The worst decisions I’ve ever made can be traced back to my believing that I “deserved” something.
No good action follows the declaration that we “deserve” something. I know the internet is awash in memes that declare we all deserve better, and should bend all efforts to attaining what we so desperately want and feel we should have, but such focus on the self leads to very dangerous, wholly self-interested thinking.
We use the words “I deserve” to prove why we should have a benefit, and why possibly someone else shouldn’t. Why we should be given an endowment, an entitlement, first dibs, or even that perfect parking space.
We justify indulging ourselves in a multitude of ways—from spending too much and eating too much and pampering too often—all on the basis of our “deserving” it.
We say “I deserve” to prove that we shouldn’t be inconvenienced, or mistreated, or insulted, or hurt.
But other people can be. They’re not as worthy as us. They don’t deserve what we get.
We claim “I deserve” when we aim to promote ourselves, even at the risk of demoting someone else. When we demand preferential treatment, ahead of everyone else. The inconsequential, the tender, the innocent, even the guilty and the important “deserve” to be trampled in our rush to get what we “deserve.”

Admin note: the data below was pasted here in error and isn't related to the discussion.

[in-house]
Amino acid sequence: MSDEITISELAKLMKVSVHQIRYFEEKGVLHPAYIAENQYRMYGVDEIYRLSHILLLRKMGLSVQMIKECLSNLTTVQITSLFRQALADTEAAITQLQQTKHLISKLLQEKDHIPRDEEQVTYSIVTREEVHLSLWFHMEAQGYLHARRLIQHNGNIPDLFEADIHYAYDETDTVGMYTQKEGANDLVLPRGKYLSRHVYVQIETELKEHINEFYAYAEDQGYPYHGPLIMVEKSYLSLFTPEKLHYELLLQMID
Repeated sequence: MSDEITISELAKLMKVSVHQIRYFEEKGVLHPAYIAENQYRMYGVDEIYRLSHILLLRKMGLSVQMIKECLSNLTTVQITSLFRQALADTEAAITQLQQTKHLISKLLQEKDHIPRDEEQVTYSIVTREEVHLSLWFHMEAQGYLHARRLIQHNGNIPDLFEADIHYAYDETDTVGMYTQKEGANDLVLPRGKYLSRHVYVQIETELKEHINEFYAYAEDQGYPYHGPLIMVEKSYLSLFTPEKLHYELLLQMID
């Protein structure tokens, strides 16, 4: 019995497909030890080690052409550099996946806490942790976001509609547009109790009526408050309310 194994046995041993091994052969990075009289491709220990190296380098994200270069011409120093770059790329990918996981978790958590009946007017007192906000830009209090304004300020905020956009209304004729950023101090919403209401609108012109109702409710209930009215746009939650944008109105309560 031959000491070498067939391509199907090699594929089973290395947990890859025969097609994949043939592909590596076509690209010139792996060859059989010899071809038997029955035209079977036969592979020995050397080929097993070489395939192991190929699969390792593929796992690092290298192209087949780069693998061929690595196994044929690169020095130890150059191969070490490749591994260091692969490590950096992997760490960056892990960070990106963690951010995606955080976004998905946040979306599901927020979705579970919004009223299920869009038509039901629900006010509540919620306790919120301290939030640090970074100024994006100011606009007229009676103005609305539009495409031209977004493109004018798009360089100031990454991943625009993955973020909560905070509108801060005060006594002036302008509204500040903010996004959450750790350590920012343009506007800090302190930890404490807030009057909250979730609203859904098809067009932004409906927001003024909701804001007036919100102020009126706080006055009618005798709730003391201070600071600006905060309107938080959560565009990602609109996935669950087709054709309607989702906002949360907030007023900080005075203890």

“I deserve” means no one better get in my way, or tell me anything other than I’m the most special creature ever created, even though seven billion people also inhabit this earth, along with a trillion other living organisms. We think, for some inexplicable reason, that the world owes us something.
We tell ourselves “I deserve” to justify our greed, our selfishness, our childishness, and our often vain ambitions.
‘Ms. Clinton, some have suggested that you aren’t healthy enough or are too old to pursue the presidency. Do you have a comment on that?’. I knew I had crossed a line for her right away. She snapped back, ‘It’s my turn. I’ve done my time, and I deserve it.’
Think about what happens when people think “I deserve”: They believe they can justify any behavior, tweak any law, get away with any indiscretion, or rationalize any sin because they “deserve” to.
The word itself suggests the opposite of serve: de-serve.
But no one deserves anything, especially not pain, especially not anger, especially not suffering.
I do, however, tell my children that everyone deserves kindness; but that’s because I expect them to give kindness, not demand it from anyone else.
Be very, very wary anytime someone says, “I deserve.” Nothing unselfish follows such a declaration.
And be even more wary when you begin to think this way for yourself.
“Tonight,” Perrin said, “I decided the most harmful sentences begin with, ‘I deserve.’” Book 4, The Falcon in the Barn